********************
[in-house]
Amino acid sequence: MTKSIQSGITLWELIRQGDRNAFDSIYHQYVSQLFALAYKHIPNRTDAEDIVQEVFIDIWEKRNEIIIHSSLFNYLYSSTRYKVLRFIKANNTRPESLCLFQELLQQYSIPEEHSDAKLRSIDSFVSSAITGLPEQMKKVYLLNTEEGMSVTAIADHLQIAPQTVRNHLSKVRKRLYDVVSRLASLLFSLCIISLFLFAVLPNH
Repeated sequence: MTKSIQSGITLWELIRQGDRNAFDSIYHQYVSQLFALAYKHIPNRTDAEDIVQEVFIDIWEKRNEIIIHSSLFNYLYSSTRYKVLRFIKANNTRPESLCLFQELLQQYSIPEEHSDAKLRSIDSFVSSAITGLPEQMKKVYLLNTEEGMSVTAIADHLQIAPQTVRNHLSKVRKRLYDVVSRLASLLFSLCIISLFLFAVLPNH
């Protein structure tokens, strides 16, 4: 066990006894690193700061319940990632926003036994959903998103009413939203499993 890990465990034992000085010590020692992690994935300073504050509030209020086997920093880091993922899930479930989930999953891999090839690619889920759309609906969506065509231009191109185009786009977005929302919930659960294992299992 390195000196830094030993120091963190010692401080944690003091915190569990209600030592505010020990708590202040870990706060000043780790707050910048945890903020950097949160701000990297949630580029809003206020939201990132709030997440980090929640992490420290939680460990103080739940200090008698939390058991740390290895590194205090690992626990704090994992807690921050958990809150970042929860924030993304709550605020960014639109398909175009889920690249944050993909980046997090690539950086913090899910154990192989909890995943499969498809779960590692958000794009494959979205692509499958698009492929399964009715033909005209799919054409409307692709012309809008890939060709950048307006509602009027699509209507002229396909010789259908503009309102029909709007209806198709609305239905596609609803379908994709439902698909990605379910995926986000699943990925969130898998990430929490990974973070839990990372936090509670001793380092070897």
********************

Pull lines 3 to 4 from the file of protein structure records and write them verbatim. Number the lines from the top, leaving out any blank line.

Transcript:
Repeated sequence: MTKSIQSGITLWELIRQGDRNAFDSIYHQYVSQLFALAYKHIPNRTDAEDIVQEVFIDIWEKRNEIIIHSSLFNYLYSSTRYKVLRFIKANNTRPESLCLFQELLQQYSIPEEHSDAKLRSIDSFVSSAITGLPEQMKKVYLLNTEEGMSVTAIADHLQIAPQTVRNHLSKVRKRLYDVVSRLASLLFSLCIISLFLFAVLPNH
């Protein structure tokens, strides 16, 4: 066990006894690193700061319940990632926003036994959903998103009413939203499993 890990465990034992000085010590020692992690994935300073504050509030209020086997920093880091993922899930479930989930999953891999090839690619889920759309609906969506065509231009191109185009786009977005929302919930659960294992299992 390195000196830094030993120091963190010692401080944690003091915190569990209600030592505010020990708590202040870990706060000043780790707050910048945890903020950097949160701000990297949630580029809003206020939201990132709030997440980090929640992490420290939680460990103080739940200090008698939390058991740390290895590194205090690992626990704090994992807690921050958990809150970042929860924030993304709550605020960014639109398909175009889920690249944050993909980046997090690539950086913090899910154990192989909890995943499969498809779960590692958000794009494959979205692509499958698009492929399964009715033909005209799919054409409307692709012309809008890939060709950048307006509602009027699509209507002229396909010789259908503009309102029909709007209806198709609305239905596609609803379908994709439902698909990605379910995926986000699943990925969130898998990430929490990974973070839990990372936090509670001793380092070897």